The national executive committee of PCS, the main civil servants’ union, has, in effect, suspended the union’s campaign of industrial action. This follows the Tory government’s recent offer of a lump sum of £1,500, in addition to a pay increase of 4.5-5% for 2023-24.
The first thing to note is that this deal is more than the government was offering earlier in the year, when the Tory strategy was to dig their heels in.
This is a direct result of the strikes that PCS has undertaken over the last year – the most industrial action organised in the union’s history.
Different areas of the civil service were brought out on strike for weeks at a time, accompanied by three joint days of strike action across the whole union. This seriously hampered key parts of the state.
The message received by members, loud and clear, is that strike action works. Militancy pays
But while PCS has won concessions from the government, this alone is not enough.
A lump sum of £1,500 is a lot of money for a low-paid civil servant – and most civil servants are low-paid. Halting the government’s effort to slash redundancy pay is also a good result, though we know the Tories will still look to cut jobs.
The key point is on pay. Inflation is still very high. A 4.5-5% offer is not a match for rising prices, which are still increasing at a rate of 7.8%. And the £1,500 one-off payment will run out sooner or later.
It’s clear, then, that the union’s position has been relatively strengthened thanks to the strike action of recent months – but no more than this.
PCS branches were asked to sound out members across the union, in order to establish whether the mood existed for continued industrial action in support of the union’s claim.
The response to this consultation was mixed. A section of newer, younger activists have been vocal in demanding further action. They see the ongoing weakness of the Tory government as an opportunity to squeeze it further.
It is also true, however, that a large section of the membership are more cautious. While some may also want more, they are also worried about whether they can land a decisive blow against the government if PCS strikes alone.
This mixed mood will also be influenced by the situation in the wider trade union movement,
Other unions – some arguably in a stronger position than PCS – are also pausing their respective action. Given this, it is understandable why some members might be concerned about taking isolated action.
But this situation was not inevitable. Had the trade union leaders acted together, and seriously taken up the task of coordinating their struggles, it was entirely possible that they could have sunk the Tory government already.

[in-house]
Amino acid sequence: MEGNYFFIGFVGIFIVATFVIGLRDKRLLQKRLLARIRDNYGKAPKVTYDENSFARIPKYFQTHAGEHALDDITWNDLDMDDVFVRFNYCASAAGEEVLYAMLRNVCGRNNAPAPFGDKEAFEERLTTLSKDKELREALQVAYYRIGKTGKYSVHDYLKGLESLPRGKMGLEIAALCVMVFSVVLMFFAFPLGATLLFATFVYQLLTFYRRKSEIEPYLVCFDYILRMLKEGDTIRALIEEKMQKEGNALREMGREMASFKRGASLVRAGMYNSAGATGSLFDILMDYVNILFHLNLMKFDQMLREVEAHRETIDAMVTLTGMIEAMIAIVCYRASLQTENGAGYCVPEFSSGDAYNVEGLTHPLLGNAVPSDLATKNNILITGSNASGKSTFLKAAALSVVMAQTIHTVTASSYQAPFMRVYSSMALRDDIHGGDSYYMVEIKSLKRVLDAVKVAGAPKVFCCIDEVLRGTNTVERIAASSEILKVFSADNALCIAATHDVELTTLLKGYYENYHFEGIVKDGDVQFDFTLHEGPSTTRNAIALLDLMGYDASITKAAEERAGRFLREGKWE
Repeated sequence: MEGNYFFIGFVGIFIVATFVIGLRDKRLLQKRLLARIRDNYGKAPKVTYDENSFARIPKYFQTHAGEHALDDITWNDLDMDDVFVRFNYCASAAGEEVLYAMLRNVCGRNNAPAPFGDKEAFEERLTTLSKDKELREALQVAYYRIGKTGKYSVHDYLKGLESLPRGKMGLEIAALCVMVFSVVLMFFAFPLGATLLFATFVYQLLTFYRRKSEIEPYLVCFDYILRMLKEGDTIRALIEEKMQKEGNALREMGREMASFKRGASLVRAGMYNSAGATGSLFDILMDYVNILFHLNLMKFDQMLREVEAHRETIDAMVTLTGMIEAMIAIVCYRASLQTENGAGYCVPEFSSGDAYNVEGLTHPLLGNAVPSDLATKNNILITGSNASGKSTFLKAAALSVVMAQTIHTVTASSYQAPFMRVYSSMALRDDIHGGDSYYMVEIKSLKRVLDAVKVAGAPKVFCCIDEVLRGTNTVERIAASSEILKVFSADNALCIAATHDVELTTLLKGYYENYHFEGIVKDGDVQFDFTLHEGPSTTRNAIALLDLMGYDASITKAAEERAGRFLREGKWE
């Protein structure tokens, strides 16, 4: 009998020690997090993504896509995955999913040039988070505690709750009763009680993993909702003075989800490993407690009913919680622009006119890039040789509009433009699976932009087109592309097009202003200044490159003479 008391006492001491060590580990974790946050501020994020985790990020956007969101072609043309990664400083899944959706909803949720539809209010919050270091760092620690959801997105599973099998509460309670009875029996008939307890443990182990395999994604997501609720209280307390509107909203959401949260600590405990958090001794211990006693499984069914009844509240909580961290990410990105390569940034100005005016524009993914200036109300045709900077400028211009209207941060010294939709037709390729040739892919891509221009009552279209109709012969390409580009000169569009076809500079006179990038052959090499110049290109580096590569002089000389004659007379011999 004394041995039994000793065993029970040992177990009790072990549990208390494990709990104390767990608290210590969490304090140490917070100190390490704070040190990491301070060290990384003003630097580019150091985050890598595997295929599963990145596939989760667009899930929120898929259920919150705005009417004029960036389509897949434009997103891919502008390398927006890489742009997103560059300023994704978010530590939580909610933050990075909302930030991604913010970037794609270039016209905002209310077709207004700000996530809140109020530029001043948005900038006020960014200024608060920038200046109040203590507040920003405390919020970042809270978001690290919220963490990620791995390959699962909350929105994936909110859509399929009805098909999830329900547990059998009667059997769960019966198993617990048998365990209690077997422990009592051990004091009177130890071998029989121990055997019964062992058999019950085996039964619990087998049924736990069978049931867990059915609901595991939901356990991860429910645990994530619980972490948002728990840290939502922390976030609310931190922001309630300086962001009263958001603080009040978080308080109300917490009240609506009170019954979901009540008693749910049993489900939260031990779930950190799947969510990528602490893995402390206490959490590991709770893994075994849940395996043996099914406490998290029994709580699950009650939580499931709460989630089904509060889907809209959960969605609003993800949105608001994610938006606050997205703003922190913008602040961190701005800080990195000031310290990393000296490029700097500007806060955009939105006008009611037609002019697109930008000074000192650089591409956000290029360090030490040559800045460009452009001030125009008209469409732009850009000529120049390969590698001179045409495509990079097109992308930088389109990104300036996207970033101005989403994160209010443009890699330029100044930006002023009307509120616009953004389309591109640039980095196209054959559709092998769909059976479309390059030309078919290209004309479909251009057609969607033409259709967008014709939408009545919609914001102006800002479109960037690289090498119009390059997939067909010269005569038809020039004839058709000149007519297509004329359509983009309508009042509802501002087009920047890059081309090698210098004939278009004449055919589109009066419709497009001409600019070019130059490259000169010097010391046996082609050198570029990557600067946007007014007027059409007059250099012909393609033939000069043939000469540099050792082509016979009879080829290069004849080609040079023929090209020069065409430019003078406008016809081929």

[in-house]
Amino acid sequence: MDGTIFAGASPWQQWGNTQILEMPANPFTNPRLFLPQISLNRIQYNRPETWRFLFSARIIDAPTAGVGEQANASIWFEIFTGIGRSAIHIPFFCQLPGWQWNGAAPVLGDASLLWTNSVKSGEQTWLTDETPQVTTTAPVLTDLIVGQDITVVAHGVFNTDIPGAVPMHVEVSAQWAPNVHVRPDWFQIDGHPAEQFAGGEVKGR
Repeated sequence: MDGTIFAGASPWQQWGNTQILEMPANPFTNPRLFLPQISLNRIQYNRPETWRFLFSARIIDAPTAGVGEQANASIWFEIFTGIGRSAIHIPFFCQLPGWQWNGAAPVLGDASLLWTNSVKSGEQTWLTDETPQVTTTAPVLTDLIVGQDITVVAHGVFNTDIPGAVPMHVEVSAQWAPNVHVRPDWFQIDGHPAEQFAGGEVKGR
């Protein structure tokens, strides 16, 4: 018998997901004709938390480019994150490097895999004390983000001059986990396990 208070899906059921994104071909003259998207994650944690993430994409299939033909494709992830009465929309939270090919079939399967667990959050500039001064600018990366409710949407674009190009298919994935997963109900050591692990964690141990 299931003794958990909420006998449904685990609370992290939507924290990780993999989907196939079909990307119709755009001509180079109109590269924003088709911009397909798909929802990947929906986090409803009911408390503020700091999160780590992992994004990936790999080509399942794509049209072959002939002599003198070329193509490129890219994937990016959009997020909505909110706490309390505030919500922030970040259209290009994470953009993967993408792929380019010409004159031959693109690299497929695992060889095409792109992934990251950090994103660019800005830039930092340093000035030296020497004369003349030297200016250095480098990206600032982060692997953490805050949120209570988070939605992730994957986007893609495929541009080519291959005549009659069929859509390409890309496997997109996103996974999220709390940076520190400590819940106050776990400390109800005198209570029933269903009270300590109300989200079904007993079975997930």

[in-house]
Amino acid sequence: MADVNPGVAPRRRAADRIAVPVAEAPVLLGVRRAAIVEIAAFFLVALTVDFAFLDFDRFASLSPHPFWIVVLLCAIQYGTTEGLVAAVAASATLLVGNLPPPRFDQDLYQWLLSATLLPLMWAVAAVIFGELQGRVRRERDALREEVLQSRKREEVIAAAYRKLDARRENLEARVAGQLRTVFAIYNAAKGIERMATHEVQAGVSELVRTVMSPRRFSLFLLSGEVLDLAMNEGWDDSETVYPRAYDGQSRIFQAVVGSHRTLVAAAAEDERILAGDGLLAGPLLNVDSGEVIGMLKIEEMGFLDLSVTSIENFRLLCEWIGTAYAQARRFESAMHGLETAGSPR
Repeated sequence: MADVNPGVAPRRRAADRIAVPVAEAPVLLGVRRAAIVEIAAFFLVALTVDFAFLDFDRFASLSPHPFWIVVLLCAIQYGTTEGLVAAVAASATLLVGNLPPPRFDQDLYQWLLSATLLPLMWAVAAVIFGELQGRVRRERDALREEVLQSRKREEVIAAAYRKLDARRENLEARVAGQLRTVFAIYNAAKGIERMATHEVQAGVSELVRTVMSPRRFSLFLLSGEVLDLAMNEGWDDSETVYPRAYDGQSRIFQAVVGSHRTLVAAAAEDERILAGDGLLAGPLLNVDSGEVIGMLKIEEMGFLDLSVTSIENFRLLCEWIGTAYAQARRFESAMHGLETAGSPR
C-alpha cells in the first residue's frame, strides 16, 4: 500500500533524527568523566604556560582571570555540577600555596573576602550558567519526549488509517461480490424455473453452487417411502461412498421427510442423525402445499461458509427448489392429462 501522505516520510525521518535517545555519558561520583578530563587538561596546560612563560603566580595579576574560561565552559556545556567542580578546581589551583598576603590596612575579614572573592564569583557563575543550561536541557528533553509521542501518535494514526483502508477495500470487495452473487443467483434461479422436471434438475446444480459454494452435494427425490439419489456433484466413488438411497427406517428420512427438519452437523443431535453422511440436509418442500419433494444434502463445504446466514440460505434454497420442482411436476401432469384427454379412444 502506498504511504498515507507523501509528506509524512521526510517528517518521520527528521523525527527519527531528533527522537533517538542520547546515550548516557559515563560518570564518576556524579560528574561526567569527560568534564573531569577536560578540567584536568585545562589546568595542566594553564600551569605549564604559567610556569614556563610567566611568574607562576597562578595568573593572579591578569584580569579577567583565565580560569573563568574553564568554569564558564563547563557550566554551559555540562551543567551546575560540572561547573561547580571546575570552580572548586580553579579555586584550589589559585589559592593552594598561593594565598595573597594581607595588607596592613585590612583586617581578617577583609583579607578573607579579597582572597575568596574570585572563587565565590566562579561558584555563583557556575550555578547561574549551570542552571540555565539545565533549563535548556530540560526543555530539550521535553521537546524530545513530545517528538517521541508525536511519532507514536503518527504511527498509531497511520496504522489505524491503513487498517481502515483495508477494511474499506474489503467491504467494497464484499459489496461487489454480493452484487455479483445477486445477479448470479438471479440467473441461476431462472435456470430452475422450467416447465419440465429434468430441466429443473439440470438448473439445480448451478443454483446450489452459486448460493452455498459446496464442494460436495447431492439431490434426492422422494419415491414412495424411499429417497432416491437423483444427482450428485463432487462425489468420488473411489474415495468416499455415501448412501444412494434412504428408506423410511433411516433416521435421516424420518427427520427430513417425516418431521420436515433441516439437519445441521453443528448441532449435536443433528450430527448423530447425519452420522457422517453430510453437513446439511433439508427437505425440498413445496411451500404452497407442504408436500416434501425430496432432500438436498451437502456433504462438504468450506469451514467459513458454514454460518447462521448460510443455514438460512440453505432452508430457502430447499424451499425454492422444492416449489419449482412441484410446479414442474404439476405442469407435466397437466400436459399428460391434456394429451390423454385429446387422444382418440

PCS did push for unified action. But it is clear, looking back, that the unions have largely fought the last year’s battles individually. Only on a few occasions have strikes overlapped.
And even then, what has been missing is not only a strategy to bring these struggles together – that is, a mass campaign of coordinated action; but also a clear socialist political programme around which all workers can be united, instead of the piecemeal pay demands that each union has fought for.
For now, it therefore looks PCS’ pay dispute will be on hold. A consultative ballot is being held across the union over the next month, in August, in order to formally gain members’ acceptance for this pause.
It is correct to test the strength of feeling amongst members for further strike action over this year’s pay claim. What members are willing to do in the immediate period, and what they aren’t, is a key question.
Marxists strive to tell the truth. We start by explaining reality. We have to deal with how things actually are, rather than how we would like them to be.
Similarly, it is sometimes necessary in battle to retreat in good order, after a partial victory, rather than risk a rout by pressing forward with tired troops. And this ballot will test whether such an orderly retreat is necessary, or whether the union is fighting fit for attempting a new advance.
If a hiatus is decided upon, then this pause period must not be wasted.
New layers that have been brought into union activity through this struggle must be consolidated in preparation for the next battles – especially in key departments such as the DWP, MoJ, and HMRC.
Most crucially, the question of coordination is central for any further round of walkouts. And PCS can play a vital role in pushing for a united campaign, alongside other unions, when the next strike wave rolls around.
This – alongside a bold socialist programme that presents a real alternative to austerity, instead of tinkering around the edges – will be key for future victories.
Make no mistake: the pausing of one battle does not mean the end of the war. We must prepare seriously for the next outbreak of hostilities, and ensure that we are in a position to win.